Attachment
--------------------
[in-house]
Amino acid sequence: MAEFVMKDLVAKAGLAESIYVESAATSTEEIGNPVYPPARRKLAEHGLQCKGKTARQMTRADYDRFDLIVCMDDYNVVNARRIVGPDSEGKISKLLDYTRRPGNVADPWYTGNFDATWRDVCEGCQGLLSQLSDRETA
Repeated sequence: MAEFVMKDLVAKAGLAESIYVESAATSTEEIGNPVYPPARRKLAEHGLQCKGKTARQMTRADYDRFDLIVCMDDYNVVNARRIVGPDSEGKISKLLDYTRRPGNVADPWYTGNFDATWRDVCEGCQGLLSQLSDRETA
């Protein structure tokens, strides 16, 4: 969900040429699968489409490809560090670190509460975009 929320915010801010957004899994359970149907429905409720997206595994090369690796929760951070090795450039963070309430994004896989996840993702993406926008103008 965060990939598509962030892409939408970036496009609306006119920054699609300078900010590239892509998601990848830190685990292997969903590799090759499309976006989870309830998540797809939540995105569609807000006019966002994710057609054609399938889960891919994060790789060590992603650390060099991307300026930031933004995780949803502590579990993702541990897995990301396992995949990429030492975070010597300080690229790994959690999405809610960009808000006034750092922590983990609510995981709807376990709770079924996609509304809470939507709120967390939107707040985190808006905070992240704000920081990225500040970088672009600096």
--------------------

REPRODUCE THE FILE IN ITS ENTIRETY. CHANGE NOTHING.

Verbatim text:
[in-house]
Amino acid sequence: MAEFVMKDLVAKAGLAESIYVESAATSTEEIGNPVYPPARRKLAEHGLQCKGKTARQMTRADYDRFDLIVCMDDYNVVNARRIVGPDSEGKISKLLDYTRRPGNVADPWYTGNFDATWRDVCEGCQGLLSQLSDRETA
Repeated sequence: MAEFVMKDLVAKAGLAESIYVESAATSTEEIGNPVYPPARRKLAEHGLQCKGKTARQMTRADYDRFDLIVCMDDYNVVNARRIVGPDSEGKISKLLDYTRRPGNVADPWYTGNFDATWRDVCEGCQGLLSQLSDRETA
């Protein structure tokens, strides 16, 4: 969900040429699968489409490809560090670190509460975009 929320915010801010957004899994359970149907429905409720997206595994090369690796929760951070090795450039963070309430994004896989996840993702993406926008103008 965060990939598509962030892409939408970036496009609306006119920054699609300078900010590239892509998601990848830190685990292997969903590799090759499309976006989870309830998540797809939540995105569609807000006019966002994710057609054609399938889960891919994060790789060590992603650390060099991307300026930031933004995780949803502590579990993702541990897995990301396992995949990429030492975070010597300080690229790994959690999405809610960009808000006034750092922590983990609510995981709807376990709770079924996609509304809470939507709120967390939107707040985190808006905070992240704000920081990225500040970088672009600096």